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Perfect Pitching

Happy Hour Is Over; Here's the Mixology Guide for the Pitcher

By Jon Boroshok

Originally Posted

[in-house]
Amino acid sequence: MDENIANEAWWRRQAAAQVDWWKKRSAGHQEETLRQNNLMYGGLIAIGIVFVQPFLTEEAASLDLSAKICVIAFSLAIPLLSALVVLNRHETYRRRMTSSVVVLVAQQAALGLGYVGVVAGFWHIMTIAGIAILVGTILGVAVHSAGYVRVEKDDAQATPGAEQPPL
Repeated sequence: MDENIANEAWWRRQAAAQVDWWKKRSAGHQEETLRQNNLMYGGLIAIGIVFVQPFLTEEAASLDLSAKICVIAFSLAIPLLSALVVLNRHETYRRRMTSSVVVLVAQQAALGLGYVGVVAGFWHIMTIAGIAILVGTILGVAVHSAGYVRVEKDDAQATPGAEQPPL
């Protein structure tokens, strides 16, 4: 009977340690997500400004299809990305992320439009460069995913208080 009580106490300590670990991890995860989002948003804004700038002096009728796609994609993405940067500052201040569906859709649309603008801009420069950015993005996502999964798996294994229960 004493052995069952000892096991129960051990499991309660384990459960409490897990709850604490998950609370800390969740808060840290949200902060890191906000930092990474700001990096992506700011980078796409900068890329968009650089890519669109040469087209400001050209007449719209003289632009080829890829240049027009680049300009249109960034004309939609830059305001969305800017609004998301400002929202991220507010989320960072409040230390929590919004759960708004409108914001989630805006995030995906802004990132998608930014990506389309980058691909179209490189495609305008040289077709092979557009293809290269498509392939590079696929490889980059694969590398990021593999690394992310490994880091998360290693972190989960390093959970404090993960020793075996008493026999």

As companies cut their ad budgets, they’ve started to rely more on public relations to help drive sales and build brands. At the same time, some top-shelf publications have downsized or folded completely due to lost advertising revenue, resulting in less overall editorial space. This means that happy hour is over, as competition for media coverage and product reviews has intensified. Agencies will be showing their clients smaller clip books as the number of available significant media outlets decrease, but each hard-earned clip will carry that much more weight. Contrary to the business model of many agencies, inexperienced, junior PR practitioners just a few years removed from using their older siblings' IDs are not well suited for media relations. It takes a seasoned veteran to merge media relations skills with business and life experience. Here is a mixology guide to media relations success: Know your client and subject matter: Work without a script! PR professionals add value to media relations by bridging the gap between client and reporter. We need to know what our clients do, what their market is, and be able to speak intelligently enough to interest a reporter in speaking with our client. Reading from a script makes a PR practitioner sound like a telemarketer, and works against winning coverage. A media pitcher needs to think critically and quickly. Having some business and life experience helps -- it’s a shame that most agencies let the under-aged work without a net. Key message points: Just like you wouldn’t want to slur your speech while trying to impress a prospective date at the CornerBar, you must make sure you’ve developed a set of key message points that make your client’s story relevant for each of their target audiences. Know these message points, and make sure they’re worked into conversations and media pitches whenever possible and appropriate. Be prepared to explain them -- don’t just read them. Targeting: Know where to find your audience. This is the classic Wall Street Journal vs. trade journal dilemma. Clients tend to think that they’re the greatest thing since sliced bread, and that their story belongs in The Wall Street Journal. Even if they’re right, The Wall Street Journal might not be the best place for them to be covered. We must educate and counsel our clients to make sure they understand that the best place for them to be covered is wherever their target audience is. If your client makes widgets, they would probably have better results if they were covered in Widgets Weekly. It’s often easier to be featured in a standalone article in a targeted trade publication than to receive a one-line mention that will go unnoticed in a daily business monolith. This is Marketing 101 -- it’s all about targeting. Pitch the right reporter: Fewer journalists are being asked to cover more stories because publications have cut staff. Journalists are overloaded and have become less accessible, so it becomes tougher to quickly identify the right contact for the right pitch. It’s not unlike leaving the bar without the phone number of someone you just met. When you find a related article, it’s still time-consuming to find a way to contact the writer, as email addresses and phone numbers change often and are not readily accessible. Even media list services tend to have outdated email information, but a good, up-to-date resource like Contacts On Tap can help. Part of our job is to find and reach the right media contact, and part of our job is to make sure our clients understand and accept that this takes billable time. Timeliness: When the press calls for information, good, senior PR practitioners know that they must return calls or respond to emails in a manner of minutes, not the next day. The reporter’s deadline will be here soon, and you can bet that as soon as the reporter leaves a message, he/she is calling your competition. This is not the time to worry about sounding too anxious. Always include contact information: Any email ever sent by the agency or client should offer full contact information (name, title, location, phone number, and email address). Never assume the media knows you or how to reach you. When you return a phone call, make sure you leave your phone number, slowly and clearly. PDA batteries can die. Don’t send out a press release or post one on your Web site without current contact details. Know editorial lead times: In bar language, know when closing time is before they announce last call. Weekly and daily publications, along with Internet and broadcast media usually have short lead times. What you tell a reporter on a call now could be public knowledge in as little as 15 minutes. On the other hand, monthly magazines and trade journals often have lead times as long as 6 months. Knowing the lead time for the media outlet you are contacting will enable you to properly pitch a story, and position that story within the timeframes and constraints of a particular journalist. Many reporters have Thursday deadlines -- unless you have urgent, breaking hard news, never do media pitching on Thursday. Don’t rely on editorial calendars: While Ed Cals are an essential tool in your media relations mix, they are not the be-all and end-all. Like that guy you think was looking at you all night, many Ed Cals are the figment of the advertising department’s imagination, and have no basis in reality. Other times, the contact listed has left the publication, or has no idea about the article until a PR flack calls to pitch. Be proactive and create/find your own opportunities! Easy access to information: A user-friendly online pressroom is a must. All press materials should offer full contact information (name, title, location, phone number, and email address). For details about the online pressroom, see The Online Pressroom - A Requirement for any Company Web Site. News vs. marketing: Do you have something newsworthy to tell the media, or are you crying in your beer? Unless your company or client is large and/or public, the announcement of a new product or service may not be news to a reporter. Partnerships are not really news to anyone except the companies involved. Everyone is a Microsoft or Sun partner -- it’s not going to result in coverage. Signing a major (public company) client is news, especially if you can show that the deal actually produces revenue, and quantify how much. Avoid pitches and press releases for trivial things, and don’t send one out every few weeks for the sake of keeping your company’s name out there. Many reporters will treat your company like any spammer and ignore future emails, including some that may have been newsworthy. Avoid Hype and buzzwords: Like a bad pickup line at happy hour, using jargon and buzzwords in press releases has always been taboo, but tech companies have stooped to new lows as they scramble to create a "buzz" and attract investors and customers. While such buzzwords and opinionated superlatives are appropriate for advertising, sales, and marketing materials, they are inappropriate for press releases and media pitches. The media has grown skeptical, cynical, and tired of jargon-crammed releases. Some have installed filters to screen and trash buzzword-filled emailed press releases. Public vs. private -- size matters: Even the "techiest" of tech reporters shows more interest in a company's stock ticker symbol than the solutions that company offers. If the story being pitched isn't about a large, publicly held company, or about signing a large, quantifiable deal with a publicly held company, some reporters just aren't interested. Others won't even consider covering a company they've never heard of (does this mean they take their cues from better-informed competitors?), and it is rare that a reporter will return a call about a smaller or privately held company. Editorial decisions seem to resemble radio play lists, where each song has been tested by a focus group before the artist gets played into the ground. As PR practitioners, we walk a fine line of prodding reporters to ferret out the smaller, lesser-known companies, take some risks, and cover something that readers don't already know about, while having to explain to our clients why reporters will resist such prodding. Customer contacts for media: Don’t underestimate the value of customers! While the media is tired of pitches that amount to nothing more than marketing hype and salesmanship, they’re still interested in results and success stories. Real problems solved for real (paying) customers are attractive to reporters. Reporters don't just want to hear a vendor executive pontificate -- they want to speak with someone who had laid down cash and bought into that vision, and they want to know how well it worked and what problem it solved. Read more about customer references and case studies at Gold Ore For The PR Pro. Real ISP vs. AOL: AOL may be the world’s largest Internet Service Provider, but many tech journalists seem to have a bias against AOL users. Right or wrong, a PR contact pitching from an AOL address may be perceived to be less knowledgeable/credible, and is taken less seriously than someone with a company or personal (vanity) domain. Many techies call AOL "America's Training Wheels," and display this same snobbery toward free mail services like Yahoo Mail, Hotmail, and Juno. A spam filter may delete a pitch coming from an AOL or freebie account without being opened.